ISLAMOPHOBIA is defined as; “the fear, hatred of, or prejudice against, Islam or Muslims”. The word, ‘Islamophobia’ has been relatively recent added to the vocabulary of English language. Linguists and social scientists have not yet reached a consensus regarding the universally agreed upon literal or connotative meanings of Islamophobia as a word, or a concept. Though the use of Islamophobia as a contrived expression dates back to the early 20th century, it surfaced as a neologism in the 1970s. However, it nearly completely disappeared during the 1980s and 1990s, most probably due to the role played by the Muslim countries, especially Pakistan and the people of Afghanistan, to dismantle the (erstwhile) Soviet Union, the archenemy of Christian and Jewish world. The term regained currency with the publication of a report by the Runnymede Trust’s Commission on the British Muslims and Islamophobia (CBMI) titled, “Islamophobia: A Challenge for Us All” (1997). The introduction of the term was justified by the report’s assessment; “anti-Muslim prejudice has grown so considerably and so rapidly in recent years that a new item in the vocabulary is needed”.
It is difficult to pinpoint the exact causes and characteristics of Islamophobia. The change in the policy and approach of the US to the Afghan freedom fighters, who were once glorified as Mujahideen (Holy Warriors) during the Afghan War served to transform them from the pro-US and West militias into terrorist organisations such as Al-Qaeda, etc. Though 9/11 and terror attacks in Europe, reportedly carried out by Al-Qaeda and its affiliates strengthened anti-Islam and anti-Muslim sentiments among the American and European public, Islamophobia became a cause of concern for the governments of these states after the rise of Taliban and Islamic State of Iraq and Syria (ISIS) in Afghanistan and the Middle East respectively, which were perceived as radical Islamic Movements having the potential of spreading in other Muslim states. In addition to terror attacks and the rise of radical Muslim movements, a number of other factors have triggered the spread of Islamophobia in the US and Europe.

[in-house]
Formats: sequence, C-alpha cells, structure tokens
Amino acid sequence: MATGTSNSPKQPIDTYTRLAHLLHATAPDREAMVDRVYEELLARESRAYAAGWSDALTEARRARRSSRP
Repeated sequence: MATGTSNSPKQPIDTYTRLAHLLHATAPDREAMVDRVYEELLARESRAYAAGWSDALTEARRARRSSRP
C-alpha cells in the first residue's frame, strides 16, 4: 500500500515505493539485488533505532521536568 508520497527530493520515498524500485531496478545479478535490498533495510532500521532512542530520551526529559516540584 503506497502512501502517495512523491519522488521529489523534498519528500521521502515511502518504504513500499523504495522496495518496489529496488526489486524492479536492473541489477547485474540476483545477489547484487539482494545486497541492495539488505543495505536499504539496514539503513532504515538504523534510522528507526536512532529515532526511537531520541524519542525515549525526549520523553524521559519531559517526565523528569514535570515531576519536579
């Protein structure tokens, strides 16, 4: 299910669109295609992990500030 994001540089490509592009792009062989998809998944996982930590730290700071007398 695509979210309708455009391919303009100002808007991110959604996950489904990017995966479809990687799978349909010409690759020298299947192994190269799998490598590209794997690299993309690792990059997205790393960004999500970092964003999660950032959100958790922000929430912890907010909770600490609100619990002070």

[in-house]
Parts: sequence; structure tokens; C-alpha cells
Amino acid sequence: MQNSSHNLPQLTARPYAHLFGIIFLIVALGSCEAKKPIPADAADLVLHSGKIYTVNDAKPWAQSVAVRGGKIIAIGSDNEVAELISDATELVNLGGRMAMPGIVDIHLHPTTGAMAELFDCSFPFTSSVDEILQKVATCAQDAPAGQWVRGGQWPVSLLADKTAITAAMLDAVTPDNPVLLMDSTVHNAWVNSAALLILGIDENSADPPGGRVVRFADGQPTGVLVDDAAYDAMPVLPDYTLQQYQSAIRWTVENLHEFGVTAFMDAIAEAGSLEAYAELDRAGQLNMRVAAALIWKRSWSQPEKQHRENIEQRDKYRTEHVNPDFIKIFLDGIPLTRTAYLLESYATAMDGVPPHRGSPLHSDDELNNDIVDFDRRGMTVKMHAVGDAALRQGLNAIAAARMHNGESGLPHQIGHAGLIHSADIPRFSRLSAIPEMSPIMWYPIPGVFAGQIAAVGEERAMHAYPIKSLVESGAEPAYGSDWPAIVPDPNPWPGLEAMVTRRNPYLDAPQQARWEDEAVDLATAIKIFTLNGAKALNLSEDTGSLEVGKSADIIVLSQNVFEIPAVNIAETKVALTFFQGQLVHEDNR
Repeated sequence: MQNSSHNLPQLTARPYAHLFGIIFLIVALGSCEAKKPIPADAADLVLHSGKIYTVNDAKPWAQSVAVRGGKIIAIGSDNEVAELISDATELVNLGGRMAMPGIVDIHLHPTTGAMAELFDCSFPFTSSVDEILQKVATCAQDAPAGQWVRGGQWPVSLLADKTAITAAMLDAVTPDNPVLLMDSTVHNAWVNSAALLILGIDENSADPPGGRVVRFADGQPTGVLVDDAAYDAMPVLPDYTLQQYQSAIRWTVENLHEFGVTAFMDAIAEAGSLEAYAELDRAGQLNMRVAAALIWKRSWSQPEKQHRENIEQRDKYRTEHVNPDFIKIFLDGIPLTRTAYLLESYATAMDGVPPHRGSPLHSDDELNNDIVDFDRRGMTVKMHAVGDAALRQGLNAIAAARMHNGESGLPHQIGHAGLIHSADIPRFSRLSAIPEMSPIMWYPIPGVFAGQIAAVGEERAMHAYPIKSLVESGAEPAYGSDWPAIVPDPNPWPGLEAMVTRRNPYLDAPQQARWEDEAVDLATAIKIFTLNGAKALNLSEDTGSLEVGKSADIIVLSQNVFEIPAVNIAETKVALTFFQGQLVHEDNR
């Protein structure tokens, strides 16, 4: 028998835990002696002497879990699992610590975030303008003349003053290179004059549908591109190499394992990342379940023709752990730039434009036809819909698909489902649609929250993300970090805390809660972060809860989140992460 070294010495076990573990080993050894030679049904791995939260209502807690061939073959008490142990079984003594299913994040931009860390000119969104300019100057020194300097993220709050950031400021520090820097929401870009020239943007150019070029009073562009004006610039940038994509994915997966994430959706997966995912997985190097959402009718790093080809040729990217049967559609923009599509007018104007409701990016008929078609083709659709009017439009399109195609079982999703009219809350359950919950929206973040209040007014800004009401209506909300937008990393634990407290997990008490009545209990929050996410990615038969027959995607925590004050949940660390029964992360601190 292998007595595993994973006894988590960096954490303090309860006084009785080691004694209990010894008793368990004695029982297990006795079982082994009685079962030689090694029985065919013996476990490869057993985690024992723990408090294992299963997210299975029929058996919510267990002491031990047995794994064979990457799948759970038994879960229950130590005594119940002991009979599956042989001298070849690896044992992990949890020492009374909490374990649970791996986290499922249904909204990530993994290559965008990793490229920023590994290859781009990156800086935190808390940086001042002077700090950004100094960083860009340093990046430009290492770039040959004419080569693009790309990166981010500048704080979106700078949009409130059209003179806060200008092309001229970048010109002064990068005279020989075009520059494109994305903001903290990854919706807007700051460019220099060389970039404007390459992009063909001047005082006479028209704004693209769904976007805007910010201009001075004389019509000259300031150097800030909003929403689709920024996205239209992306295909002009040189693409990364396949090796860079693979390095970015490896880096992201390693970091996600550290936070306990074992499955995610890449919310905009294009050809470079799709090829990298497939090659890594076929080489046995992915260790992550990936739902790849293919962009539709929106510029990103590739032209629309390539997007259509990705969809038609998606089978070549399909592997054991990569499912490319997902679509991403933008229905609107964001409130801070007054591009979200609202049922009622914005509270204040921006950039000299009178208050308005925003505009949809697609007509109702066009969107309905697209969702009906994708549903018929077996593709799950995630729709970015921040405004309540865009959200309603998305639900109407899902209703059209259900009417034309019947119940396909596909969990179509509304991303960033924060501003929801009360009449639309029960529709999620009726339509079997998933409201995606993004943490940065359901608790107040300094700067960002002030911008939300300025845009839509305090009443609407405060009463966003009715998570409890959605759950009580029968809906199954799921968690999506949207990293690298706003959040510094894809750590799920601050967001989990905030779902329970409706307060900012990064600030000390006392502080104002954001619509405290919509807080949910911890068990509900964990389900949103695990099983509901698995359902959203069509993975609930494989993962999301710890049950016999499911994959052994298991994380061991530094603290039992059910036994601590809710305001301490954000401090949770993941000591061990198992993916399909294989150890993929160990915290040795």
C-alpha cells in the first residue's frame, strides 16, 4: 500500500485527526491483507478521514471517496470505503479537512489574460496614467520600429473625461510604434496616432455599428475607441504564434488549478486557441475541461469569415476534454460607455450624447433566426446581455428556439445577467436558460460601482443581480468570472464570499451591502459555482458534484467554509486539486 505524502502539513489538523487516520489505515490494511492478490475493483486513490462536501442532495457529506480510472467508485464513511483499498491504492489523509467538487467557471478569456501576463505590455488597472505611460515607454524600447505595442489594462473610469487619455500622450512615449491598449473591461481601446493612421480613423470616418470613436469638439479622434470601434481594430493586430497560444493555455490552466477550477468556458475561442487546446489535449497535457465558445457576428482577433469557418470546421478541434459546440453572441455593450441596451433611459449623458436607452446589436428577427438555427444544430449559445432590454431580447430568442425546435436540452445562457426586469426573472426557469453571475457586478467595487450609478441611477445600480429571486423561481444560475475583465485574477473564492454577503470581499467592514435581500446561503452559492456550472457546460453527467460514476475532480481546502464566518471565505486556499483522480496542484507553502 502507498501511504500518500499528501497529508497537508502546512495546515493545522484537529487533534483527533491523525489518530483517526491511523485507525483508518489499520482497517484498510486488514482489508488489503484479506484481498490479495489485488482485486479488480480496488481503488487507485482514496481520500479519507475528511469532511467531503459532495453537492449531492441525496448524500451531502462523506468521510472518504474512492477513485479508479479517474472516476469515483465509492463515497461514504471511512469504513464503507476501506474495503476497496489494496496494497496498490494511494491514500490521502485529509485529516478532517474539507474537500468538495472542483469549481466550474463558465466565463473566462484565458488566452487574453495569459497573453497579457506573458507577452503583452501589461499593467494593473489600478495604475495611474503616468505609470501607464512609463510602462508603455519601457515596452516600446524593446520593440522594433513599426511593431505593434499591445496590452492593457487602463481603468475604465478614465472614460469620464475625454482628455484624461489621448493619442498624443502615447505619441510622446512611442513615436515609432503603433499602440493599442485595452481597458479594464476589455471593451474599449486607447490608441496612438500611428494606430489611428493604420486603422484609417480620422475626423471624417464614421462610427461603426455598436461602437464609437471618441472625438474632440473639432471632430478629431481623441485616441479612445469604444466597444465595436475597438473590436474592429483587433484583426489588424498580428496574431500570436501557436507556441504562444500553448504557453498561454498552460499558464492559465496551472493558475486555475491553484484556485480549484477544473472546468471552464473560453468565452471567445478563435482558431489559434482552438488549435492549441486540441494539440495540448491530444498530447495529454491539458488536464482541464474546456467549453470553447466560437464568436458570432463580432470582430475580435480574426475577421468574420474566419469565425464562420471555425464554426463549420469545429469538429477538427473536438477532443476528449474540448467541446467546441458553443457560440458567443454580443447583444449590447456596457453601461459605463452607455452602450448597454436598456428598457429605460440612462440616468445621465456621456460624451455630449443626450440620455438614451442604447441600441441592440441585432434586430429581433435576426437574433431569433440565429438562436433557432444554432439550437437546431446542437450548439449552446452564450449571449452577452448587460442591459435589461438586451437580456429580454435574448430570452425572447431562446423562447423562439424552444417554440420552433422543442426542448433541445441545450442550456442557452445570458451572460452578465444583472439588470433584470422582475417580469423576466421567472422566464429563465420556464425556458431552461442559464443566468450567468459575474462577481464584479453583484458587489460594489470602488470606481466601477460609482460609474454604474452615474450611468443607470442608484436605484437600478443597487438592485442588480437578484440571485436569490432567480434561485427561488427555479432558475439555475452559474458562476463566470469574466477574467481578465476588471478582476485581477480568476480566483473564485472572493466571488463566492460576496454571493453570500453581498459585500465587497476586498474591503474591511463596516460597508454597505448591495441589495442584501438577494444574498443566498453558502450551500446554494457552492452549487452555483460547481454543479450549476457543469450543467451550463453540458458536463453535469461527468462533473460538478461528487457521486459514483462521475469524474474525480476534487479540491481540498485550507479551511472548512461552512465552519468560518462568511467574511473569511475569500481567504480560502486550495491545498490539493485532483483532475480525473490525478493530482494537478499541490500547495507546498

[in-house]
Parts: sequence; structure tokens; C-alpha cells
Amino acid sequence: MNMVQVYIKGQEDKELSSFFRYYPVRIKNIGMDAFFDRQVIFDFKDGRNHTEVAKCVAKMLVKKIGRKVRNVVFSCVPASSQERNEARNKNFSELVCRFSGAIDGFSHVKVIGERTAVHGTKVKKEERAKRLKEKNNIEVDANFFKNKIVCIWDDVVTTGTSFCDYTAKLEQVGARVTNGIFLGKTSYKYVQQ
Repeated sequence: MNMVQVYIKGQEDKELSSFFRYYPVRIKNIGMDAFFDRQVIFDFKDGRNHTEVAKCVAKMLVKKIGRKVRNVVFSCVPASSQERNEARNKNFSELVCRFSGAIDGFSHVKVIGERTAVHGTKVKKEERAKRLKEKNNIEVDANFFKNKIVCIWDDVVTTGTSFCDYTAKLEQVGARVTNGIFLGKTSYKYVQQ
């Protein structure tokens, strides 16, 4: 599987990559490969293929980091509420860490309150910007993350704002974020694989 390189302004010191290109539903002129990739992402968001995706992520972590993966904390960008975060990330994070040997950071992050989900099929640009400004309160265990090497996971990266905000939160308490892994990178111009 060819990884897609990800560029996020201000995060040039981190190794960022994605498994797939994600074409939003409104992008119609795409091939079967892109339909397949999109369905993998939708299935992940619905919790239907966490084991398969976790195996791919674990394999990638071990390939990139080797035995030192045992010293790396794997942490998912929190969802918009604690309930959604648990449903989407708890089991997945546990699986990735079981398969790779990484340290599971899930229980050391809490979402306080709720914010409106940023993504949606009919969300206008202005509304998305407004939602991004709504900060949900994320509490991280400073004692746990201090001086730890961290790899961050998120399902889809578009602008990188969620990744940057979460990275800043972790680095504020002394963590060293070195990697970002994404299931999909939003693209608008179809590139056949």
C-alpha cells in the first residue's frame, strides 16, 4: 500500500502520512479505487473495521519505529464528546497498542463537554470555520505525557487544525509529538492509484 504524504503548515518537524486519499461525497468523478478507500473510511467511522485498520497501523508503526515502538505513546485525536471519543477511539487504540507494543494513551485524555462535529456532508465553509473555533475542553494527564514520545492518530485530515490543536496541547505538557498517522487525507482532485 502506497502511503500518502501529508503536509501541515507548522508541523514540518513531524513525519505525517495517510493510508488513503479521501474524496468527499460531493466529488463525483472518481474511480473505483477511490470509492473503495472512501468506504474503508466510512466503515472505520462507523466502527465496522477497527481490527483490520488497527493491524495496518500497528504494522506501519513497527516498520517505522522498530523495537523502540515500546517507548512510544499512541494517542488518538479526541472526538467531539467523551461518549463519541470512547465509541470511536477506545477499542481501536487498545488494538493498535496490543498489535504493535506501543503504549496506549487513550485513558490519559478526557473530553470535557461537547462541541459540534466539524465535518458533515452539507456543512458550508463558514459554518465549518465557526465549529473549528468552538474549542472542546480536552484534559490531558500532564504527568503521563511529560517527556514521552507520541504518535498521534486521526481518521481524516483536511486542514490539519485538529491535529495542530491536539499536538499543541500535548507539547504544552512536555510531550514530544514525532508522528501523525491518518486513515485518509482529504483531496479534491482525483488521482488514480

The brutalities committed by Taliban and ISIS against their opponents in the name of Islam, and the outmoded socio-political culture-cum-systems in vogue in some Muslim countries, portrayed the Muslims as the followers of a religion that is exclusivistic, regressive and unresponsive to change. The increased presence of Muslims in the United States and Europe is another cause of increased prejudice against the Muslims. Sabine Schiffer, and the researcher Constantin Wagner, have outlined similarities and differences between Islamophobia and anti-Semitism. They point out the existence of equivalent notions such as Judaisation/Islamisation”, and metaphors such as “a state within a state” are used in relation to both Jews and Muslims. The differences between Islamophobia and anti-Semitism consist of the nature of the perceived threats to the “Christian West”. Muslims are perceived as “inferior” and a visible “external threat”, while Jews are perceived as “omnipotent” and an invisible “internal threat”.